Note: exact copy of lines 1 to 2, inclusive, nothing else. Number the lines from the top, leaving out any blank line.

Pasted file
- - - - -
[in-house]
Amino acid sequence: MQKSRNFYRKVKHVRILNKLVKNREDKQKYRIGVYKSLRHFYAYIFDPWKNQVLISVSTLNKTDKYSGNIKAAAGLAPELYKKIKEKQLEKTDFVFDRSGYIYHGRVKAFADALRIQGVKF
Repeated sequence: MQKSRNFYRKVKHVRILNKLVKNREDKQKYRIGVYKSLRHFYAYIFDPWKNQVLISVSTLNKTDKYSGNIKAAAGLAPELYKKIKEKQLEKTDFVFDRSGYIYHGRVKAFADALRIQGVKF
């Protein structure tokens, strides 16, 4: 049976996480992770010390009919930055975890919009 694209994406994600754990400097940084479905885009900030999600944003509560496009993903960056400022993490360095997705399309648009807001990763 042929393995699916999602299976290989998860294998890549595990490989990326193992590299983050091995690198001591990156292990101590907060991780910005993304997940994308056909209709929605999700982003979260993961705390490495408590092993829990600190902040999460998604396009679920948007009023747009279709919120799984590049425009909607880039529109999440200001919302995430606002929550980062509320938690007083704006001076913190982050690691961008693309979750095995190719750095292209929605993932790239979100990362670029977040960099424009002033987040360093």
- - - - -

[in-house]
Amino acid sequence: MQKSRNFYRKVKHVRILNKLVKNREDKQKYRIGVYKSLRHFYAYIFDPWKNQVLISVSTLNKTDKYSGNIKAAAGLAPELYKKIKEKQLEKTDFVFDRSGYIYHGRVKAFADALRIQGVKF